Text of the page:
German brewers are hoping to profit from the European Football Championships, set to start in Poland and the Ukraine in June, according to a story published by the Westdeutsche Allgemeine newspaper.
They are also praying for good weather, which would bring football fans outside to barbecue. That is usually accompanied by more beer consumption, the paper wrote.
Sales rose in 2006, when the Germans hosted football's World Cup and brewers believe the European championship could produce similar results.
Despite the decline, Germany remains Europe's biggest beer producer. There are 5,000 brands and 1,340 breweries, the paper reported.
Each year the average German drinks 107 litres of beer – but that pales when compared to the 151 litres chugged down in 1976. In 2010 - for the first time ever - total beer sales dipped below 100 million hectolitres. One hectolitre is equal to 100 litres.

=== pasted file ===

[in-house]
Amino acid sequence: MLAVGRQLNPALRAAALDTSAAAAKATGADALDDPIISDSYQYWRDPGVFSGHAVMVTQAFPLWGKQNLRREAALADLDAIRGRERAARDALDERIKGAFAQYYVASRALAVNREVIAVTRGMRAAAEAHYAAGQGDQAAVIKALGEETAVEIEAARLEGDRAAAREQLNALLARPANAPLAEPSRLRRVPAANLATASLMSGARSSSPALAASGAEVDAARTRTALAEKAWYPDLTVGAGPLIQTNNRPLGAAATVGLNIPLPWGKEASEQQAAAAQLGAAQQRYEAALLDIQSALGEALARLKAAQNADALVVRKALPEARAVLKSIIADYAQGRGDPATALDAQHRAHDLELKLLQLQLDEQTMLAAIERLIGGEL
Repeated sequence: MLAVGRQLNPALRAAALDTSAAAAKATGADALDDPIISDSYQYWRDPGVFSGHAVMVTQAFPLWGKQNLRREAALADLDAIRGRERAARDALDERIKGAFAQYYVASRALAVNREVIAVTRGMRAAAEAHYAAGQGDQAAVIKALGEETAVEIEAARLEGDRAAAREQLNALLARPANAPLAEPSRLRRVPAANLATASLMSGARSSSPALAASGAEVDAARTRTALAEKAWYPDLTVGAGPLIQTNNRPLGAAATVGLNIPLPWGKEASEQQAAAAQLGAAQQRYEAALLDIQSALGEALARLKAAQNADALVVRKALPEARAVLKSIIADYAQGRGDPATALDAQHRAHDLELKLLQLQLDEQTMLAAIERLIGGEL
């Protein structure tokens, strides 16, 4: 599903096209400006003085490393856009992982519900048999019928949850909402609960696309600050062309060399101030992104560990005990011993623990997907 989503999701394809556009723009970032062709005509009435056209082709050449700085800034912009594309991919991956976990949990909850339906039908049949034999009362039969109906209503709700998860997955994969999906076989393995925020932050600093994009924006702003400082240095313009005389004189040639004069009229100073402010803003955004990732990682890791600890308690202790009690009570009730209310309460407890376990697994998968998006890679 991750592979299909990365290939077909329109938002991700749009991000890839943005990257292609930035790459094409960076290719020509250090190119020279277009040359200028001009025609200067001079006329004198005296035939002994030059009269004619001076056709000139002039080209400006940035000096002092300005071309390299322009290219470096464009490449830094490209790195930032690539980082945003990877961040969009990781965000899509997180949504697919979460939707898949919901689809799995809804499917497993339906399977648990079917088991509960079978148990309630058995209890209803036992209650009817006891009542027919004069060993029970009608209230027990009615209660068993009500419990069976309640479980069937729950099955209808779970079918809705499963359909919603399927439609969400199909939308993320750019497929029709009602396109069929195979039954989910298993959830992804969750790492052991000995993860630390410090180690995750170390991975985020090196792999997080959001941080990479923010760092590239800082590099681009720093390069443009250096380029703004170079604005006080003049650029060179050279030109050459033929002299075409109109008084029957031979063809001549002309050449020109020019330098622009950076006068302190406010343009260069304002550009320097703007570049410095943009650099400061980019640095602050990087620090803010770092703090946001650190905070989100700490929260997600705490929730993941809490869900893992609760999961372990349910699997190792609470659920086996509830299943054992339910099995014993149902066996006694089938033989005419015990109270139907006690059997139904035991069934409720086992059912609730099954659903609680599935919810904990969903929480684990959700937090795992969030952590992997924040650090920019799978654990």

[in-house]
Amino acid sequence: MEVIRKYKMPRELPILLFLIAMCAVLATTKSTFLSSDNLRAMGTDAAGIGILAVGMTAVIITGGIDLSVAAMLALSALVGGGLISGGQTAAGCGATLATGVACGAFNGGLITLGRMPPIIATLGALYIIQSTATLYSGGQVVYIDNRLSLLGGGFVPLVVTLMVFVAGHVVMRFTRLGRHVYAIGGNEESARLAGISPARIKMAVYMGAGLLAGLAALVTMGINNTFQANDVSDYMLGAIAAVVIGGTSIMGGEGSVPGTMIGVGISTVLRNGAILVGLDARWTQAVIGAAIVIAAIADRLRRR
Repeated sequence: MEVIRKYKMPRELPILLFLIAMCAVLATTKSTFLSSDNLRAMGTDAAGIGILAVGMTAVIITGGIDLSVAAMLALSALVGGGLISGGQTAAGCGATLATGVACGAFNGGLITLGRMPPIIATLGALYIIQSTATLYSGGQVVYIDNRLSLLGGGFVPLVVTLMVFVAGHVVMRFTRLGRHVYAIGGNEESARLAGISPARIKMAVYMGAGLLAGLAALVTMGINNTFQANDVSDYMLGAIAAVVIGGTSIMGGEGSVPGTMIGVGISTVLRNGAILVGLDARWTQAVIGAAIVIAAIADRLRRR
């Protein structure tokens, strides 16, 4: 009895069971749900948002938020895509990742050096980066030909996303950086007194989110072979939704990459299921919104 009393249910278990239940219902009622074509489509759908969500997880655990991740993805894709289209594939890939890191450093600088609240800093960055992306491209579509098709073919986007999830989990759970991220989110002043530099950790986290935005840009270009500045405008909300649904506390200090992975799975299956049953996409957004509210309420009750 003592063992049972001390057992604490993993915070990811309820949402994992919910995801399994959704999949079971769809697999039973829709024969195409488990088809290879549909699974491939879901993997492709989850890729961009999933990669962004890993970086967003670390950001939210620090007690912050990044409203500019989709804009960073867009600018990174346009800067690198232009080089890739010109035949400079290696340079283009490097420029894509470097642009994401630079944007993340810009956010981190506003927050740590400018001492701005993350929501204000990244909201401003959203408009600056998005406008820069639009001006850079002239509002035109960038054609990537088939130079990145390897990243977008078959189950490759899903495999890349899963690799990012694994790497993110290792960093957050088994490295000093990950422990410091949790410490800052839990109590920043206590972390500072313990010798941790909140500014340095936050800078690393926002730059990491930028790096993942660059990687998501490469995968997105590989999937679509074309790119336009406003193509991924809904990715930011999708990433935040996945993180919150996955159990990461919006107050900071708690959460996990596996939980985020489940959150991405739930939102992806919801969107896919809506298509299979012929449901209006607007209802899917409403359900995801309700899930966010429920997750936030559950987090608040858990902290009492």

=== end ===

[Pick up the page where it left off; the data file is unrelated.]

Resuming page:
Experts say Germans are drinking less beer due to “sociodemographic developments.” A society that is getting older tends to drink less and also in a different way, the paper wrote.
With the changing demographics, beer's target group of those between 20 and 35 is reduced. Also people are more health-conscious, and when they drink, there's a huge variety to choose from.
People can opt for sparkling wine in cans and cocktails in bottles, the story said.
What's also making it tougher for producers is the merciless price war in the beer sector, which has resulted in slashed profit margins.
Still, brewers are optimistic that the upcoming football games and grilling season will help to raise their bottom line.